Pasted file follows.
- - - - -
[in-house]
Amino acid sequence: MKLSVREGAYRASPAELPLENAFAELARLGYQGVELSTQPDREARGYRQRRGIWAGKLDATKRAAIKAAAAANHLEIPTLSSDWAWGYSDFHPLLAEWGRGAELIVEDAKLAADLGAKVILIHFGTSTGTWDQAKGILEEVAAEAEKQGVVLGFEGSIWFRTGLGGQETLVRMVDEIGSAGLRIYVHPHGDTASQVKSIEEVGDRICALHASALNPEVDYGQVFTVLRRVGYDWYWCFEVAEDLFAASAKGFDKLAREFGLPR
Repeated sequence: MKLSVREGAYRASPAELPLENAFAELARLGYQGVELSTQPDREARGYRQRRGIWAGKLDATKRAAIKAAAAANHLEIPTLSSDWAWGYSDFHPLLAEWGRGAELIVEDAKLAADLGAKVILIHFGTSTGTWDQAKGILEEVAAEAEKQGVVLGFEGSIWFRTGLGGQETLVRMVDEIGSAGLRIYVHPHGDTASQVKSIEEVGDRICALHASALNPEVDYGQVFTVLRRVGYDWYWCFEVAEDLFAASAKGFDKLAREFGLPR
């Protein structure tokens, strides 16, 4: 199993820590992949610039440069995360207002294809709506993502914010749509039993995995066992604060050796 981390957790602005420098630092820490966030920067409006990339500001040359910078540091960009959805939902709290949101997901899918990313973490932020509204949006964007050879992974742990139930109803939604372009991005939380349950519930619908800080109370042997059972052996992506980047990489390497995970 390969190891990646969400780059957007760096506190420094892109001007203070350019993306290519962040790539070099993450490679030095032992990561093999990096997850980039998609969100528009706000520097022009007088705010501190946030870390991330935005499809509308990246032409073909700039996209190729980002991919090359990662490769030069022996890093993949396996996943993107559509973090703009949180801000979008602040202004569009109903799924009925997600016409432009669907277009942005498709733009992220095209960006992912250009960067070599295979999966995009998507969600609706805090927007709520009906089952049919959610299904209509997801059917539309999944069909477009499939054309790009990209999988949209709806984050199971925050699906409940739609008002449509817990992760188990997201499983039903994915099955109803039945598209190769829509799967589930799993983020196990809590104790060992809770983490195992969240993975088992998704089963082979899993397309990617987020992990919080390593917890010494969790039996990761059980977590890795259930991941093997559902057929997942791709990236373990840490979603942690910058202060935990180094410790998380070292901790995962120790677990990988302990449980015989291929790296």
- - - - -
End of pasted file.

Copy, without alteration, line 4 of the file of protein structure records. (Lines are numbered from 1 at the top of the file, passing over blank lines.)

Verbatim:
């Protein structure tokens, strides 16, 4: 199993820590992949610039440069995360207002294809709506993502914010749509039993995995066992604060050796 981390957790602005420098630092820490966030920067409006990339500001040359910078540091960009959805939902709290949101997901899918990313973490932020509204949006964007050879992974742990139930109803939604372009991005939380349950519930619908800080109370042997059972052996992506980047990489390497995970 390969190891990646969400780059957007760096506190420094892109001007203070350019993306290519962040790539070099993450490679030095032992990561093999990096997850980039998609969100528009706000520097022009007088705010501190946030870390991330935005499809509308990246032409073909700039996209190729980002991919090359990662490769030069022996890093993949396996996943993107559509973090703009949180801000979008602040202004569009109903799924009925997600016409432009669907277009942005498709733009992220095209960006992912250009960067070599295979999966995009998507969600609706805090927007709520009906089952049919959610299904209509997801059917539309999944069909477009499939054309790009990209999988949209709806984050199971925050699906409940739609008002449509817990992760188990997201499983039903994915099955109803039945598209190769829509799967589930799993983020196990809590104790060992809770983490195992969240993975088992998704089963082979899993397309990617987020992990919080390593917890010494969790039996990761059980977590890795259930991941093997559902057929997942791709990236373990840490979603942690910058202060935990180094410790998380070292901790995962120790677990990988302990449980015989291929790296």